Tuesdays with Jeremiah (Chapters 21-22)

Chapters 21-22 contain God’s message about and to five kings of Judah:  Zedekiah, the final king before the fall of Jerusalem, is addressed in chapter 21. Chapter 22 is a flash back, containing a prophetic word about the four previous kings:  Josiah (“the dead king”—10), Shallum (also known as Jehoahaz—10-12), Jehoiakim (13-23) and Jehoiachin (also known as Coniah or Jeconiah—24-30).

Why the reverse order?  Why is the prophecy to Zedekiah given before the message about and to the other four kings? I see the flow this way:  the message to Zedekiah in chapter 21 is one of unstoppable, impending judgment.  It’s too late. It’s over.  Zedekiah’s and Jerusalem’s fate is sealed:  “I will hand over Zedekiah, king of Judah, his officials and the people in this city who survives the plagues, sword and famine, to Nebuchadnezzar king of Babylon and to their enemies who seek their lives” (7).

The following chapter shows that, while it’s too late to change things now, God had given ample, repeated opportunities for the kings (and the nation) to repent and be spared destruction.  But these warnings and invitations were repeated rejected.

Chapter 22 is best read as delivered during the long reign of Jehoiakim, after Josiah’s death and Shallum’s exile to Egypt and before Johoiachin’s exile to Babylon. Shallum is referred to as already “gone from this place” (11) and exiled (10). Jehoiachin, who is exiled to Babylon, is spoken of in future terms:  “I will hand you over to those who seek your life” (24); “I will hurl you and the mother who gave you birth into another country” (25).

crownsHere’s a summary of the five kings who reigned in the years before the fall of Jerusalem:

Josiah.  Good king. Reigned 31 years.  Jeremiah’s form ministry began during the 13thyear of Josiah’s reign.  Josiah was killed in a battle with Egypt.

Shallum/Jehoahaz.  Evil king. Reigned 3 months.  Exiled into Egypt by Pharaoh Neco at Riblah  (2 Kings 23:31).

Jehoiakim.  Evil king. Reigned 11 years.  Was Jeremiah’s primary antagonist.

Jehoiachin/Coniah.  Evil king. Reigned 3 months.  Exiled (along with his mother) to Babylon.  Never returns to Judah but is shown kindness by a later king of Babylon (see 52:31-34—a sign for good).

Zedekiah.  Evil king. Reigned 11 years.  Captured, blinded (at Riblah) and exiled by Nebuchadnezzar when the city falls.

Chapter 21 could be entitled “When wonders cease” based on God’s response to Zedekiah’s hope (“perhaps the Lord will perform wonders for us as in the times past”—2).  This time there would be no more wonders.  God’s “outstretched hand and mighty arm” (a reversal of the way the adjectives are normally used) would fight against, not for, His people.  God will “turn against you the weapons of war that are in your hands” (4)—an indication that God would incite internal strife and civil infighting (this is why death by the sword comes prior to the Babylonian takeover of the city—see vs. 7).  God would fight by sending plague—a direct consequence of the famine resulting from the siege (6-7).  God would fight against them by “gathering” the Babylonian armies “inside this city”(4). God would fight against them “in anger and fury and great wrath” (5).  Zedekiah, the official leaders, and the people would be captured and shown “no mercy or pity or compassion” (7).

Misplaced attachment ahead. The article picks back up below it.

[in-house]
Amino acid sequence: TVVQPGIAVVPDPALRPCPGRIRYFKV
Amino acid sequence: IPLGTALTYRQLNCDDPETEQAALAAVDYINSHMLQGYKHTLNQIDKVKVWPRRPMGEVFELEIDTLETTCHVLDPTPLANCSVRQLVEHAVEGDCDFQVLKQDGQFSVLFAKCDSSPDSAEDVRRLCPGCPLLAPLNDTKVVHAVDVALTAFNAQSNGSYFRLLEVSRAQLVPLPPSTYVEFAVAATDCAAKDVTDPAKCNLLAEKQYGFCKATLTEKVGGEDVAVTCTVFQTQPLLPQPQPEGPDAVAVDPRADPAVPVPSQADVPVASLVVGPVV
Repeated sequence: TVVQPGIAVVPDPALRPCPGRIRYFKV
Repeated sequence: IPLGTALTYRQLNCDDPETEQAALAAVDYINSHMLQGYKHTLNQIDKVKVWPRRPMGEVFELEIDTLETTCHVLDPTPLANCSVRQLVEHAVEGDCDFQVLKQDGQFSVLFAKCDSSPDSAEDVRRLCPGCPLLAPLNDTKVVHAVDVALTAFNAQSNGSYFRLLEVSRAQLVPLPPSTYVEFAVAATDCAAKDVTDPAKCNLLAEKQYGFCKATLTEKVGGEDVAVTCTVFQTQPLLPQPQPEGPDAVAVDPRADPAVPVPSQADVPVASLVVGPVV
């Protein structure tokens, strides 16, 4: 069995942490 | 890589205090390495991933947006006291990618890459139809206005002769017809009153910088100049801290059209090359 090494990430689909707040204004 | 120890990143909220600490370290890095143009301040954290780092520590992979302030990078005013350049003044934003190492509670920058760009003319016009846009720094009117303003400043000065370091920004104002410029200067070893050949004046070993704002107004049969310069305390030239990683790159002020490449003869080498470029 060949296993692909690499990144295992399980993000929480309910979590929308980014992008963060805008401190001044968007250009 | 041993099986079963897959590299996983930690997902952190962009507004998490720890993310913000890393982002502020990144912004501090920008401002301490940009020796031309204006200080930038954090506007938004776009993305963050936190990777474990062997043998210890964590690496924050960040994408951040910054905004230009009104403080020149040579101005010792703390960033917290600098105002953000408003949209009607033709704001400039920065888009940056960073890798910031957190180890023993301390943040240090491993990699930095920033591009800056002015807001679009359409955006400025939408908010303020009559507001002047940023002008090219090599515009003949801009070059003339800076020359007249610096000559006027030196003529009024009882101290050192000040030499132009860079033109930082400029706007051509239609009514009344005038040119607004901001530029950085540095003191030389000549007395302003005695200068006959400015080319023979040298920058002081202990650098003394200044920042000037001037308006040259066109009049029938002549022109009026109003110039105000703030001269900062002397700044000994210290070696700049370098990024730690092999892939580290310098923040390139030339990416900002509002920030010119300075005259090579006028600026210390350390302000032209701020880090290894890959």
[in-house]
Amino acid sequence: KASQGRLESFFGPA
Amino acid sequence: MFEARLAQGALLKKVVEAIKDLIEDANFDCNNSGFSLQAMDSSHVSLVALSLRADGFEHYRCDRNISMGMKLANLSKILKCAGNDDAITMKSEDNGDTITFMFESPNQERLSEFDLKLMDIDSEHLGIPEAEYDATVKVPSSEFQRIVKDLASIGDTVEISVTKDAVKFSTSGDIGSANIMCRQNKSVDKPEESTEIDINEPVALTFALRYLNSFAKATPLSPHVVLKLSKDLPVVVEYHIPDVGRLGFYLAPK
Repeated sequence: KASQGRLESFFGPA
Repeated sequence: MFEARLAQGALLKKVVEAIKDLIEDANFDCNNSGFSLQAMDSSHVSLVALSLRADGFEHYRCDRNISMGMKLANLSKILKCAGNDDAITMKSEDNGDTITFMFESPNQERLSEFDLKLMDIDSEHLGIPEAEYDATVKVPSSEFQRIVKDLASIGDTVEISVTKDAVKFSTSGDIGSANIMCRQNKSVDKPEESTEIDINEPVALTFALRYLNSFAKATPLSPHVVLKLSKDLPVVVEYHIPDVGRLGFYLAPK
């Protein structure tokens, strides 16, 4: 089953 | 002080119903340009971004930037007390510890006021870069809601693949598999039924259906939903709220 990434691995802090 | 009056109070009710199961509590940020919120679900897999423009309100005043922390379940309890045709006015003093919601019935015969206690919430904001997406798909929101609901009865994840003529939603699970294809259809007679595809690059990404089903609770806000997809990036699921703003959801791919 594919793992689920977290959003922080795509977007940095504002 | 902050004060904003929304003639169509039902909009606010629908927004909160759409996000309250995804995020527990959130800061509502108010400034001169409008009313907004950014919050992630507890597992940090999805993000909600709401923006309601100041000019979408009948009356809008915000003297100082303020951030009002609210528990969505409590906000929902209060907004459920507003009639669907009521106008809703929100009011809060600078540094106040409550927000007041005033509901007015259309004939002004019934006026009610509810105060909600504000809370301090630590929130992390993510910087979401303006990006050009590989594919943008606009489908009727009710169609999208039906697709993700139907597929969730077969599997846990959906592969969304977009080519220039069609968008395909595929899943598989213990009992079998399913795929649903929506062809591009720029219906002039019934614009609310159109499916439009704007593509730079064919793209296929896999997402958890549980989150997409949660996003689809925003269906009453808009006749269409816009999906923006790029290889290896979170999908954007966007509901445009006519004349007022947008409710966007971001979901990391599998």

It’s a dangerous thing to have God as your adversary, not your ally.  It’s a devastating thing when the wonders of God’s deliverance cease. It’s a dreadful thing to fall into the [outstretched] hands of the living God (Hebrews 10:31).  For those who struggle with God’s command to the Israelites to wipe out the Canaanites, it should be remembered that He commanded Babylon to do the same to His own people.  God is the righteous Judge of all:  “The Lord will judge His people” (Hebrews 10:30).

Chapter 22 contains references or rebukes to five kings of Judah: David (2) and Josiah (10) are mentioned in passing.  Jehoahaz, already exiled to Egypt, should be mourned for he will never return to his homeland (10-12).  Jehoiakim receives most of the attention; he is rebuked for ruling with injustice (17) and self-aggrandizement (building a posh, cedar-paneled palace—13-14).  Even in dire times, when his nation is subjugated and reduced by Babylon, he enlarges and enhances his own palace, ignoring the needs of the poor and oppressed (16-17) and the rights of those who work for him (13).  God is furious with leaders who use their positions of power to enrich themselves rather than serving the powerless.  Kings are given power by God to help the poor and powerless get justice when oppressed (“defend the cause of the poor and needy”—16; see also Psalm 72:4, 14).  Oppressors often only respond to power; they must be overpowered by leaders who exercise it in a godly way for the good of the vulnerable.  Judah’s final four kings did not do this.  May all of us who are in positions of leadership utilize power for the good of those we lead and serve.

The closing prophecy about Jehoiachin (Jeconiah) not having a son sit on David’s throne is fulfilled when his seven sons die childless (made eunuchs in Babylon:  http://christianthinktank.com/fabprof4.html).  This matter is relevant to Jesus’ genealogy in Matthew (which lists Jeconiah—Matthew 1:11). Luke does not mention him, tracing Jesus’ lineage not through Solomon but Nathan.  The best explanation is that Luke records Mary’s lineage and Matthew records Joseph.  Jesus, being virgin born, was a son of David through Mary and not a “son of Jeconiah.”

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